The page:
Shot Exploder

Shot Exploder


blasting machine, a portable electric current source for the reliable firing of electric detonators. A distinction is made among magneto, dynamo, and capacitor types. The most common are the capacitor shot exploders, in which a storage capacitor is the current source. These shot exploders operate on the principle of a relatively slow (10-20 sec) accumulation of electrical energy in the capacitor from a low-power primary current source and a rapid (several microseconds) delivery of the stored energy into the blasting circuit to set off the explosion. Depending on the primary current source, shot exploders are subdivided into inductor (with small generators), storage-battery (with small, sealed storage batteries), and battery types (with miniature galvanic batteries). They are also subdivided according to the outer housing into explosion-proof types, which will not cause an explosion of methane-air mixtures; and the standard types, which are designed for conditions where there is no dangerous gas or dust. A high-frequency explosion-proof capacitor shot exploder was developed and used in the USSR during the late 1950’s; it converted the capacitor current into a high frequency by an electron tube, thus making it sparkproof.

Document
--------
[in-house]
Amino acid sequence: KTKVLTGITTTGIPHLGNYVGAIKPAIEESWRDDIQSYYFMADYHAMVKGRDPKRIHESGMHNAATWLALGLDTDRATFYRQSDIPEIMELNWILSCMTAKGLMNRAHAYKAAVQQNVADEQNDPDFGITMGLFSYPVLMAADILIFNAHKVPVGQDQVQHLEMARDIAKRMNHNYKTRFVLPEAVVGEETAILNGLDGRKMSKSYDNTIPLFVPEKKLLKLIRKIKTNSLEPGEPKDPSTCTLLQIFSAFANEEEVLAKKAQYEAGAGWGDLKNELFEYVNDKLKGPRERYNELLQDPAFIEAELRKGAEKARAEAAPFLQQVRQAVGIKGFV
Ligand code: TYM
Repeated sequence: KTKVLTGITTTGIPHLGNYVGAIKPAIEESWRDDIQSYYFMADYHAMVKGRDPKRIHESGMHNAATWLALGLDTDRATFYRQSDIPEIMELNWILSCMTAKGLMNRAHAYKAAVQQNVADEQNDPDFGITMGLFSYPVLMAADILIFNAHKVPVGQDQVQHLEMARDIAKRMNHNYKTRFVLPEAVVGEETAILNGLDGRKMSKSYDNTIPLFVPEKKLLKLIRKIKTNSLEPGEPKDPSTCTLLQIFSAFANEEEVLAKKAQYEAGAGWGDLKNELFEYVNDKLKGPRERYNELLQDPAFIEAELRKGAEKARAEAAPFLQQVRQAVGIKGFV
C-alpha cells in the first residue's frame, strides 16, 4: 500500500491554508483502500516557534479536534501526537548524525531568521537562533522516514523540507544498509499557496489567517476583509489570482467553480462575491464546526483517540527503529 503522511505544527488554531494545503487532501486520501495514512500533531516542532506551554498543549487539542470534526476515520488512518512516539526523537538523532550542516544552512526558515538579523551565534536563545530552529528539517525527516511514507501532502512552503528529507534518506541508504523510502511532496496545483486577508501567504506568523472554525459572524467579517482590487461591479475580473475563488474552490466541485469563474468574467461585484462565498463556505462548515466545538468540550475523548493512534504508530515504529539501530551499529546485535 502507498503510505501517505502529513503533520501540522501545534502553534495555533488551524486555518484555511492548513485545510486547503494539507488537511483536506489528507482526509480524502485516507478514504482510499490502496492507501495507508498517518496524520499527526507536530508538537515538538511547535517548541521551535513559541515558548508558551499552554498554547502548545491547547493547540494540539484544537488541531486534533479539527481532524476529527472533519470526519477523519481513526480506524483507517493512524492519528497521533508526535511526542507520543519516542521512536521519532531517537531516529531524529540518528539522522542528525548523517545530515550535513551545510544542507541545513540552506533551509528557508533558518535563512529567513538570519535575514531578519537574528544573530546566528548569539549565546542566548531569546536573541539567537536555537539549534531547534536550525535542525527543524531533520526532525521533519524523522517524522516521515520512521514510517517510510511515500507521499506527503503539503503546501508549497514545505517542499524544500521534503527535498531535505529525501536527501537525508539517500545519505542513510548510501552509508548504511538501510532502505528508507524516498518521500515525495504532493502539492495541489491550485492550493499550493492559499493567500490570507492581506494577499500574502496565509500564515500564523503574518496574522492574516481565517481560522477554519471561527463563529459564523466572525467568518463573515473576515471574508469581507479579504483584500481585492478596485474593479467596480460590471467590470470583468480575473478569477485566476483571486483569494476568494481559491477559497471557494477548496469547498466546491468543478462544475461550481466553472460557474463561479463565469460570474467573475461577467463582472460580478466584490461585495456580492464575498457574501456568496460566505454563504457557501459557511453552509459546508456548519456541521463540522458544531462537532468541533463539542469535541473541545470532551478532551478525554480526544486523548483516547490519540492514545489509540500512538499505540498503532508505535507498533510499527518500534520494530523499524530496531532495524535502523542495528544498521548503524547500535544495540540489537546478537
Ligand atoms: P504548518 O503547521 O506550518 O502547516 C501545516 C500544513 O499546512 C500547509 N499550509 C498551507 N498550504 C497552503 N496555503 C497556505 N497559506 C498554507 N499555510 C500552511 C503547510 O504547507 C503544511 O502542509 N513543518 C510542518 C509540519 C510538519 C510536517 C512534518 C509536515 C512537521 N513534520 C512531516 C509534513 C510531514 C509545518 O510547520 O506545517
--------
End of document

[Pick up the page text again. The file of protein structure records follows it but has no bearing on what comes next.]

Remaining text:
As a rule, shot exploders are designed to operate over a temperature range from -10° to 30° C. They are used extensively in blasting work and military operations.


Lur’e, A. I. Elektricheskoe vzryvanie zariadov, 2nd ed. Moscow, 1963.


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